Hemochromatosis E83.1

Author: Prof. Dr. med. Peter Altmeyer

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Last updated on: 13.10.2022

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Bronze Diabetes; Cirrhosis pigmentaire diabétique; Iron storage disease; Siderophilia; Siderosis; Troisier-Hanot-Chauffard Syndrome

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Troisier, 1871; Hanot and Chauffard, 1882

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Autosomal-recessive inherited metabolic disorder with increased iron absorption and consecutive hemosiderin deposition and tissue damage in various organs. The total iron content of the organism is increased from normally 3-5 g to 20-80 g.

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Most common hereditary disease among members of the white race, prevalence (among Caucasians): 1/200-300 inhabitants.

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Classification of the different Hemochromatosis types:

  • Type 1 (classical hemochromatosis): Autosomal recessive mutations of the HFE 1 gene (Hereditary familial hemochromatosis gene 1; gene locus: 6p21.3). Prevalence of clinically manifest hemochromatosis in Europe 1:1,000; m:w=10:1 (cause: iron loss via menstruation).
  • Type 2 (juvenile haemochromatosis): rare, autosomal recessive mutations of the HFE 2 gene (hereditary familial haemochromatosis gene 2; gene locus: 1q21). Other forms of type 2 are caused by mutations of the hepcidin antimicrobial peptide gene (HAMP gene; gene locus: 19q13). Iron overload before the age of 30. Often heart failure and hypogonadism.
  • Type 3: Autosomal recessive mutations of the transferrin receptor-2 gene (TFR 2 gene; gene locus: 7q22).
  • Type 4: Autosomal-dominantly inherited mutations of the SLC11A3 gene (solute carrier family 11 A gene; gene locus: 2q32) with consecutive defect of ferroportin.

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This is particularly true for men at an older age (40-60 years). With the juvenile form (type 2) usually 10th-30th LJ.

Clinical features
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Iron overlay of <10g usually progresses clinically without tangible symptoms (latent stage). Higher tissue iron concentrations (>10g) initially lead to discrete changes and later to manifest hemosiderosis. Clinical manifestations of manifest hemochromatosis related to their percentage frequency:

  • liver cirrhosis (94%)
  • Skin lesions: (82%):
    • smoky-gray, blue-brown or bronze-like, patchy or extensive skin discolorations, especially pronounced on the face, armpits, genital region, also on the lower extremities (see Fig.) as well as on light-exposed areas and on scars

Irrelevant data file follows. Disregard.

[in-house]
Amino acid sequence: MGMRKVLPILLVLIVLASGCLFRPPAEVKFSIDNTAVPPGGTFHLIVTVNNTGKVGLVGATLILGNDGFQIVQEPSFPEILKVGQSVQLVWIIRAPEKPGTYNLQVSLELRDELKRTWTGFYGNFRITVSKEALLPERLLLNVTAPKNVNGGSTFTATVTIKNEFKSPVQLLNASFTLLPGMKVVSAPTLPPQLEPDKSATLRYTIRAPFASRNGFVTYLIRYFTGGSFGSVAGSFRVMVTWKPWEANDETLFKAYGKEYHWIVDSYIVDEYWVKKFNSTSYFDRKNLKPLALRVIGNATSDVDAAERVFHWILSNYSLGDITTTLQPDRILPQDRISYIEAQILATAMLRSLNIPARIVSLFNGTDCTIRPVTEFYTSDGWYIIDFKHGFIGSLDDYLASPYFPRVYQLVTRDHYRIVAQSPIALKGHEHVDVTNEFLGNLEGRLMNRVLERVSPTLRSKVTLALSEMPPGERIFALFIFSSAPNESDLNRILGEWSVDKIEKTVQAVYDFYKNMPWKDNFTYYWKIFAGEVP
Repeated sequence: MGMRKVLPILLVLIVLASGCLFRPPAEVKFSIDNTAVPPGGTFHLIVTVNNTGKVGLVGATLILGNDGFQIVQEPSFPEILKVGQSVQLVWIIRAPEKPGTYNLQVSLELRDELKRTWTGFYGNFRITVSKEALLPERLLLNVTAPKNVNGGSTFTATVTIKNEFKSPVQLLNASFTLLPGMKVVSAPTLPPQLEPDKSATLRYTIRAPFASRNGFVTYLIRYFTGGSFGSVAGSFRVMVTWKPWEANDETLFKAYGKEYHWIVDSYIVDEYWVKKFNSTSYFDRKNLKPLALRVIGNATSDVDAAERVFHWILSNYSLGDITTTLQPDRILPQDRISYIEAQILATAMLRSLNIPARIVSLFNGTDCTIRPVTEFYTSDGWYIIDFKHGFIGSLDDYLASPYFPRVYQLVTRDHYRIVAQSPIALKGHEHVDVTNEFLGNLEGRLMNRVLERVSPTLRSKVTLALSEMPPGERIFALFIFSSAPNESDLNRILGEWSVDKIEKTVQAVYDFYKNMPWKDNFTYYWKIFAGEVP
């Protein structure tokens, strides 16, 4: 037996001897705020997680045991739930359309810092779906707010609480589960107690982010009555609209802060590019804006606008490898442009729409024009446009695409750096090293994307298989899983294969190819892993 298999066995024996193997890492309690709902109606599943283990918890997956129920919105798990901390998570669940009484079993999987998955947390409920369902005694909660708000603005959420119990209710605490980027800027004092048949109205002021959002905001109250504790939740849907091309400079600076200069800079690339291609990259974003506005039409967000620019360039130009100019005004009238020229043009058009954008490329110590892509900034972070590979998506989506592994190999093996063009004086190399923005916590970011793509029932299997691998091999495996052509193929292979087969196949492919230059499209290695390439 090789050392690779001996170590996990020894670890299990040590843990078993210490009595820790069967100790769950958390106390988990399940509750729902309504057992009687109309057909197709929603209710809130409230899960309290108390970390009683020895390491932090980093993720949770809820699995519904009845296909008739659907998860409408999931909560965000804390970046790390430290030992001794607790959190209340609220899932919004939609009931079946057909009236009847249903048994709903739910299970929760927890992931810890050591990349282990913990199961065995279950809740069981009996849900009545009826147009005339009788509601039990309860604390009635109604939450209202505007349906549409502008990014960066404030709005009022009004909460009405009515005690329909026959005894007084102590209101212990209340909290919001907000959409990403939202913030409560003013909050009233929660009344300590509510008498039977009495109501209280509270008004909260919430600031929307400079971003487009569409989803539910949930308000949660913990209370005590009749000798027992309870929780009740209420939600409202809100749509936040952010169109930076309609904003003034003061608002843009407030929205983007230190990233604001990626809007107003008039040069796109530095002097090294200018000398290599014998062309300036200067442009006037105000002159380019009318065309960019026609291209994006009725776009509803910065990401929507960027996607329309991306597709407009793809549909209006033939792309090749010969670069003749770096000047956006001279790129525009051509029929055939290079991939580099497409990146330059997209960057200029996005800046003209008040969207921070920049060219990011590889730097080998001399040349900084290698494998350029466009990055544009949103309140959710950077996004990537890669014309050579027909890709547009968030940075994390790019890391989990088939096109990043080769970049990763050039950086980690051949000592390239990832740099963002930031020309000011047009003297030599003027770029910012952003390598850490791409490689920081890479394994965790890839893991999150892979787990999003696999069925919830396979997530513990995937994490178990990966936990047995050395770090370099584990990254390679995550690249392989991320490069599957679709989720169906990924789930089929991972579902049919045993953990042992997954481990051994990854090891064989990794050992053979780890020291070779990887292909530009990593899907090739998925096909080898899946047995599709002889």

• others: diffuse effluvium
  • hepatomegaly (76%)
  • weakness, fatigue (73%)
  • Potency- libido reduction (56%)
  • Diabetes mellitus (53%)
  • Upper abdominal pain (50%)
  • testicular atrophy (50%)
  • arthralgias (47%)
  • Cardiomyopathy (35%): There is an increasing deposition of iron in the sarcoplasm of the cardiac myocytes and consequent ventricular dysfunction. Dilatation of the ventricles with signs of heart failure is possible.

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Histology of the skin: Melanin proliferation in the basal stratum and haemosiderin deposits, especially in the deep corium.

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History + Clinic; Laboratory: plasma ferritin ↑ (w=200ug/l; m=>300ug/l); transferrin saturation ↑ (w>45%; m>50%) - Remark: a normal trasferritin saturation largely excludes hemochromatosis. HFE genetic diagnosis (genetic findings can only be assessed in connection with clinical symptoms). Liver biopsy with iron detection (Berlin blue reaction)

Differential diagnosis
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  • Iron overlays in hemolytic anemia, e.g. in myelodysplastic syndrome.
  • Alcoholic siderosis.
  • Siderosis in the context of chronic liver diseases

Dermatological (DD clinical macro aspect)

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Internally: Low iron diet (avoid white beans, peas, lentils, leeks, soybeans, egg yolks, liver, heart, brewer's yeast).

Bloodletting 1 time per week (with 500 ml of blood an average of 250 mg iron is removed).

Iron chelators:

  • If necessary administration of deferoxamine (e.g. Desferal®), 100 mg deferoxamine binds 8 mg iron.
  • Alternative: Deferasirox

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If left untreated, the disease progresses progressively and leads to death within a few years.

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  1. Hanot VC, Chauffard AME (1882) Cirrhosis hypertrophique pigmentaire dans le diabète sucré. Rev Médecine (Paris) 2: 385-403
  2. Niederau C (2003) Hereditary hemochromatosis. Internist 44: 191-205
  3. Rihl M et al (2004) Arthropathy of hereditary hemochromatosis. Z Rheumatol 63: 22-29
  4. Troisier CE (1871) Diabète sucré.Bull Soc Anatomique (Paris) 16: 231
  5. From Recklinghausen FD (1889) About hemochromatosis. Berliner klin weekday 26: 92


Please ask your physician for a reliable diagnosis. This website is only meant as a reference.


Last updated on: 13.10.2022